Justice and care for survivors of sexual violence in conflict

, , Comments Off on Justice and care for survivors of sexual violence in conflict

Mr President, Your Excellencies, colleagues, friends. May I firstly extend my heartfelt thanks to Germany, and to you Mr President in particular, for your personal efforts in prioritising discussion on this important issue. The important issue in front of us today: a discussion on conflict related sexual violence, and for gathering such knowledgeable briefers. But I am sure I speak for everyone in this chamber and beyond that our biggest thanks are to our briefers. In particular to those courageous survivors of sexual violence in conflict. Once again Mr President, we have heard compelling testimony that despite considerable momentum that has been built on this very issue since the adoption of Security Council Resolutions 2106 and indeed others. And the launch of the United Kingdom-led preventing sexual violence conflict over seven years ago. There is still so much more to do. And the proposed resolution before us today is a positive contribution to much needed efforts to move the agenda forward. The United Kingdom is supporting the proposed resolution – proposed by Germany – today. Because time after time in this very chamber, as we have heard today, we have heard shocking reports of conflict related sexual violence. And I am sure I speak for everyone in this chamber that we pay tribute to the likes of Nadia Mourad and Inas Moulud – for your brave courage and testimony that you have presented once again today. Sexual violence and the impact of these crimes, that they have on countries, on survivors, on communities, on families, is very clear and it is our responsibility as the Security Council that we respond to this challenge.

The proposed resolution builds on previous resolutions, in developing an integrated, effective, international approach to tackling this grave crime. And there are three elements that I wish to focus on in my contribution. Firstly, the proposed resolution rightly recognises the importance of focusing on survivors need, through a survivor centred approach. A point again articulated by the Secretary-General in its contribution today. We believe this is key to all policies and programmes that aim to meet the needs of survivors of conflict related sexual violence and to avoid putting them at risk of further harm. Secondly, the proposed resolution acknowledges that conflict related sexual violence has a disproportionate impact on women and girls. It encourages support for children born of sexual violence and recognises that sexual violence also affects men and boys. And the United Kingdom believes that survivors’ services should cater for all survivors without exception. And welcomes the efforts made in this resolution, Mr President, to promote this very approach. And thirdly, the resolution emphasises the role that civil society plays in efforts to address conflict related sexual violence, including by tackling stigma, as well as the central role in the implementation of broader Women, Peace and Security agenda.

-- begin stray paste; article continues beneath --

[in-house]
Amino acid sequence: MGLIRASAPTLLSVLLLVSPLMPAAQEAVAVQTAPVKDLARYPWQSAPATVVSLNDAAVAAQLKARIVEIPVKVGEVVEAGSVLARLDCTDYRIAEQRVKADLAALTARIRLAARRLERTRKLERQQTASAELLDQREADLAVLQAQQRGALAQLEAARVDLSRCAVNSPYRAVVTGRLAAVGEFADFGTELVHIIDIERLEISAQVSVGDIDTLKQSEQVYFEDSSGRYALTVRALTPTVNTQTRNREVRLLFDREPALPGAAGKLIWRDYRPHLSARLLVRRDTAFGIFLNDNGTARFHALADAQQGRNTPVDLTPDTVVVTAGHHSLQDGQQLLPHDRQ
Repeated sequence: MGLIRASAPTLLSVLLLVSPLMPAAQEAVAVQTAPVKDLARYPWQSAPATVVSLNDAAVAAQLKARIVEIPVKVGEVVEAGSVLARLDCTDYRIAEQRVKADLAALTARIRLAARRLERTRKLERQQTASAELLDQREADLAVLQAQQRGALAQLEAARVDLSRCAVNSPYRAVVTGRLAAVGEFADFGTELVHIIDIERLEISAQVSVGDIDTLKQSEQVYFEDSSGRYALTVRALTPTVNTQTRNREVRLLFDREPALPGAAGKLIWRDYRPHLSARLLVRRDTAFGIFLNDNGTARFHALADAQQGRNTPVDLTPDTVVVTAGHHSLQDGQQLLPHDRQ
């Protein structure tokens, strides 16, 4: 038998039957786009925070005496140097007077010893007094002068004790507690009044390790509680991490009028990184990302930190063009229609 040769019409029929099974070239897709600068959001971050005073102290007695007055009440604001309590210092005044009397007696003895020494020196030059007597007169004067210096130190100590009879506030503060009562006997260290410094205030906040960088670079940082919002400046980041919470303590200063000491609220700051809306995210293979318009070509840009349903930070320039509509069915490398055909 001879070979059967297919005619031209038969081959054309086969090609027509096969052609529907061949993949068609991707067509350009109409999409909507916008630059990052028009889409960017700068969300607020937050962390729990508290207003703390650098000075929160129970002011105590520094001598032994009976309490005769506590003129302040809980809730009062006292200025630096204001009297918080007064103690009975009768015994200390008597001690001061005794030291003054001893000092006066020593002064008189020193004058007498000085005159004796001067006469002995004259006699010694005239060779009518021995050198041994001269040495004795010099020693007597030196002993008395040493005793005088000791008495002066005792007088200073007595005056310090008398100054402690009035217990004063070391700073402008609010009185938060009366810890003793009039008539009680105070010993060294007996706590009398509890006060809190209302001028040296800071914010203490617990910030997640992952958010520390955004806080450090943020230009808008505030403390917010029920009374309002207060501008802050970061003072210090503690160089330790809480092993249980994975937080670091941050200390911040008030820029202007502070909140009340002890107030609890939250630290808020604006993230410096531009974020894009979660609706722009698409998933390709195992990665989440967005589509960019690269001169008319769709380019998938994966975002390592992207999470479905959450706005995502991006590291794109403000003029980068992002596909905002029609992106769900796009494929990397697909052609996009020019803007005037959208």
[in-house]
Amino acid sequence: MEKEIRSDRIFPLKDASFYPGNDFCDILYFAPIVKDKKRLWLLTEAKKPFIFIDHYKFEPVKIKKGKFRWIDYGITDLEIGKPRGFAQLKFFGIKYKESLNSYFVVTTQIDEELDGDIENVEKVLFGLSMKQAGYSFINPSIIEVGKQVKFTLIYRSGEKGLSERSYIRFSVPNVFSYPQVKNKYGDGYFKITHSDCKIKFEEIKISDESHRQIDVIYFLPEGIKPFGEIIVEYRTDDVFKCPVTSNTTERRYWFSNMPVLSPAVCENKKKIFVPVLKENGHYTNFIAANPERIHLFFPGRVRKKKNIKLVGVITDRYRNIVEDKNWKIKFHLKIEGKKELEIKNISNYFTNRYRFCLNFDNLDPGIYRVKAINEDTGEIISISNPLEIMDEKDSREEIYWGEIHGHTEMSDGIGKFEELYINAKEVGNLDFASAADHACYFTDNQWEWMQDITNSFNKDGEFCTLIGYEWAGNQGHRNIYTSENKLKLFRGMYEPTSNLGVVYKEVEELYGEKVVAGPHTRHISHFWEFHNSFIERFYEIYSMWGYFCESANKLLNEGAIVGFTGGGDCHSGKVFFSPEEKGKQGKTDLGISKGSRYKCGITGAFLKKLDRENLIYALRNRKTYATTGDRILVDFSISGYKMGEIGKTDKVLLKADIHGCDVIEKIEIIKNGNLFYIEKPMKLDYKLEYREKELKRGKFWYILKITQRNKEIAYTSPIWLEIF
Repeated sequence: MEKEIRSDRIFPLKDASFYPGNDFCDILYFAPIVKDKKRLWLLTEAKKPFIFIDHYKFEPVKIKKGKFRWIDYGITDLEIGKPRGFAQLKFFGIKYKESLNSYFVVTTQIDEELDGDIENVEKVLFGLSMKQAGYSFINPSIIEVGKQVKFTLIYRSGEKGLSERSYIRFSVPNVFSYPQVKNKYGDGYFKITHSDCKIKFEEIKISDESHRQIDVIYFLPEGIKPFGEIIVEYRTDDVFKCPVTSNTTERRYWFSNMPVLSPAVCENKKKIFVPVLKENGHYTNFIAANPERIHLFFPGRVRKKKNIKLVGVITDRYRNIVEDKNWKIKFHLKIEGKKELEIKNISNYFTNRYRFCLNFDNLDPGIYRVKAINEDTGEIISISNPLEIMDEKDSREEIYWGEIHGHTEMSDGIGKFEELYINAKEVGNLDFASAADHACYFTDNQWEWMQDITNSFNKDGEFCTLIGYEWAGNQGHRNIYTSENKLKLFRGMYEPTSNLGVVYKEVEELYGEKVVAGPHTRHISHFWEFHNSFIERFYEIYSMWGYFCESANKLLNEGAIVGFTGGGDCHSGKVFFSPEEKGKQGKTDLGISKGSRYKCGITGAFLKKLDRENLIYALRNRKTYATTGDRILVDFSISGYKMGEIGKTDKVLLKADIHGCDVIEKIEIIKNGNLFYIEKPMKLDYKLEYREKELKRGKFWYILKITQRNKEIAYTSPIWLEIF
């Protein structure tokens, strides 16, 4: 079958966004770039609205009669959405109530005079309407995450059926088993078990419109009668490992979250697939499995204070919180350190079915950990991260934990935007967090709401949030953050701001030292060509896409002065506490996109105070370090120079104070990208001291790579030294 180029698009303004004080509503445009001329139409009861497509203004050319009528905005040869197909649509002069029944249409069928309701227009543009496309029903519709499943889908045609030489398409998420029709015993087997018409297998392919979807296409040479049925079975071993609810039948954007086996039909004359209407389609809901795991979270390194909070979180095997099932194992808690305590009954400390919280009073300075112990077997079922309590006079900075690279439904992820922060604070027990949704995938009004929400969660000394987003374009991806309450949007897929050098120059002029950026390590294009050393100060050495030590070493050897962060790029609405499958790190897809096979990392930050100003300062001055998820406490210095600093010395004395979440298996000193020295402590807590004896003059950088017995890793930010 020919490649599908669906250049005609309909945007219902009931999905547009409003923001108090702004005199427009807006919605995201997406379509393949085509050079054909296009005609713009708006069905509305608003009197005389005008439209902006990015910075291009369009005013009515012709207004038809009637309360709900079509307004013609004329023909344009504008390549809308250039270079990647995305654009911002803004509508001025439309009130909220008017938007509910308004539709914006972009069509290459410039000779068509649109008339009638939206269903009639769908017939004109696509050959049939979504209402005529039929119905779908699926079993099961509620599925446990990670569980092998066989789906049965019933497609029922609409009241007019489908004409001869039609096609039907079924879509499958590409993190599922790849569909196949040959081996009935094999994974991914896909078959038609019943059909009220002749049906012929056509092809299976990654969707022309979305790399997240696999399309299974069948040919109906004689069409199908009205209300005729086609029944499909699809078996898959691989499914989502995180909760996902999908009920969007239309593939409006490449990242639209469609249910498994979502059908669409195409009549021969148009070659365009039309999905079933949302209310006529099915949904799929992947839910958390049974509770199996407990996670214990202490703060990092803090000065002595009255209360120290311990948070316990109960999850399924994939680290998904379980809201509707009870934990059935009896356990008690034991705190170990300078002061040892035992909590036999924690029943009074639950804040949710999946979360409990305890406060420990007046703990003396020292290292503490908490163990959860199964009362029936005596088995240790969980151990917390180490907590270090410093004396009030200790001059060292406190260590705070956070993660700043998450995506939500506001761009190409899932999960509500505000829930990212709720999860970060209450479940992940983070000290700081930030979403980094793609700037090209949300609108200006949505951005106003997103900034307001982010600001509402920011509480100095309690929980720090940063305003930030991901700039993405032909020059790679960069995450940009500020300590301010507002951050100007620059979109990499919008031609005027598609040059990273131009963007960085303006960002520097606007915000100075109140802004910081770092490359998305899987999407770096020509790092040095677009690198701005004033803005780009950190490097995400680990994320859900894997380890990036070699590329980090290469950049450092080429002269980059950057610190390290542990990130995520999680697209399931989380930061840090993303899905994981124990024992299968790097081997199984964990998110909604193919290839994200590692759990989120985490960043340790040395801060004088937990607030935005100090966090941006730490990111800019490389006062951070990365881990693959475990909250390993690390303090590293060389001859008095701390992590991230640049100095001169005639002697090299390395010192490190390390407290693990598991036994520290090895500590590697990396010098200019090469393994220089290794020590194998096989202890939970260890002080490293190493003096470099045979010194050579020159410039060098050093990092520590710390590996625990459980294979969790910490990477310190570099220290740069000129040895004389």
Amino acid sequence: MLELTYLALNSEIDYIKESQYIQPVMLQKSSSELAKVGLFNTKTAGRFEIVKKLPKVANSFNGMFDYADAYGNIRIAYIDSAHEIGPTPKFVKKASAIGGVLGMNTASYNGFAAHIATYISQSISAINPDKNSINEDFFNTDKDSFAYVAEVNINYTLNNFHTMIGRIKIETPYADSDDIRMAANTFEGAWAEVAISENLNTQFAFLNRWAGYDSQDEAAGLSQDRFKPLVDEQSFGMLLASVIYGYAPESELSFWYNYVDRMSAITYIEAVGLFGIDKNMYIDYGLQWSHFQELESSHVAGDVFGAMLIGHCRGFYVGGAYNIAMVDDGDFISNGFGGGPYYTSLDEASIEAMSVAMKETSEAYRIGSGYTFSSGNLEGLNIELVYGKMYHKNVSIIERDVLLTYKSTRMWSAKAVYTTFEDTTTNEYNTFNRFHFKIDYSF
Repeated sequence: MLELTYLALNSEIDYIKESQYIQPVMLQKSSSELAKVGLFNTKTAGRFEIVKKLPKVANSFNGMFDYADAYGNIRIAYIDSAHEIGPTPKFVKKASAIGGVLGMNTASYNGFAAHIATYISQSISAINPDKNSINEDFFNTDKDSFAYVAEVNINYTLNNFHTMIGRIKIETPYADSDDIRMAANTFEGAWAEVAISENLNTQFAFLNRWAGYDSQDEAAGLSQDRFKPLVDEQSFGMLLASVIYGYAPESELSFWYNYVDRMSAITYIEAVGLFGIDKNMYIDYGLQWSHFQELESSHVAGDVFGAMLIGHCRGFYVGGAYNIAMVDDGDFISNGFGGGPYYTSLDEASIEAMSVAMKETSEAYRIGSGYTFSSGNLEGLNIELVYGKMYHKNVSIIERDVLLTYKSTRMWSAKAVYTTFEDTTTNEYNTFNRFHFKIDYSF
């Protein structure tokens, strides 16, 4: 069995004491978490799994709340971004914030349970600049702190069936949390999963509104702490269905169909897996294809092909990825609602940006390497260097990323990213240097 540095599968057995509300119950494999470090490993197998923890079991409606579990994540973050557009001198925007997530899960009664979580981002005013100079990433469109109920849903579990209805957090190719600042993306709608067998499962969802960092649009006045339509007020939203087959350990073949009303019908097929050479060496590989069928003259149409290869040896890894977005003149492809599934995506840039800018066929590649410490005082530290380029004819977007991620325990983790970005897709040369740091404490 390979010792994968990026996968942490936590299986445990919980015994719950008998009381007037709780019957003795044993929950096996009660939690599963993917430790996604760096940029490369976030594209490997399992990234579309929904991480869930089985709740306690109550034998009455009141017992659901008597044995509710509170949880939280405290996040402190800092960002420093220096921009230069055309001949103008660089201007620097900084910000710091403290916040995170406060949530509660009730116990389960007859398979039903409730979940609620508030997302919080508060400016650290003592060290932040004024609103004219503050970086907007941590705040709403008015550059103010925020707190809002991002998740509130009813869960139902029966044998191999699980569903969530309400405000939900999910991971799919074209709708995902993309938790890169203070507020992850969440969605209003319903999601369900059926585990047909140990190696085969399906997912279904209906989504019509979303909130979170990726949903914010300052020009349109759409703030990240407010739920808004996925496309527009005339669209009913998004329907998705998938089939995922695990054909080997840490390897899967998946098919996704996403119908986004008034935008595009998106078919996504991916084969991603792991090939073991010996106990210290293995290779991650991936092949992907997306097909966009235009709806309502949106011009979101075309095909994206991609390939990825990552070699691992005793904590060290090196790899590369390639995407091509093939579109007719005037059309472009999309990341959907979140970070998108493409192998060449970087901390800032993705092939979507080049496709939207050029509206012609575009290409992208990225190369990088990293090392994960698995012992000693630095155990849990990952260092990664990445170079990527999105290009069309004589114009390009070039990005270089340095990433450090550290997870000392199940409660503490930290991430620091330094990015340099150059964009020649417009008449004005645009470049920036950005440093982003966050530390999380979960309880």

However, the United Kingdom believes more needs to be done. And we regret that the language on services for survivors of sexual violence – recognising the acute need for those services to include comprehensive reproductive and sexual health care including safe termination of pregnancies – did not meet with all the Council members support. However, Mr President, it is important that we maintain efforts, our consistent efforts, in this respect and we maintain that progress that we have made on this issue including through previous Council resolutions, most notably Council Resolution 2106. Over the last several years, the United Kingdom has spent over £46 million since 2012 on preventing and responding to conflict related sexual violence around the world. And I assure you that as the United Kingdom Prime Minister’s Special Representative on this very issue it is a personal priority for me. Our international consultations have informed our efforts to put survivors at the centre of our approach, not only on how we respond to incidents that have already occurred but also as we’ve heard from our briefers today, on how we importantly prevent them happening again.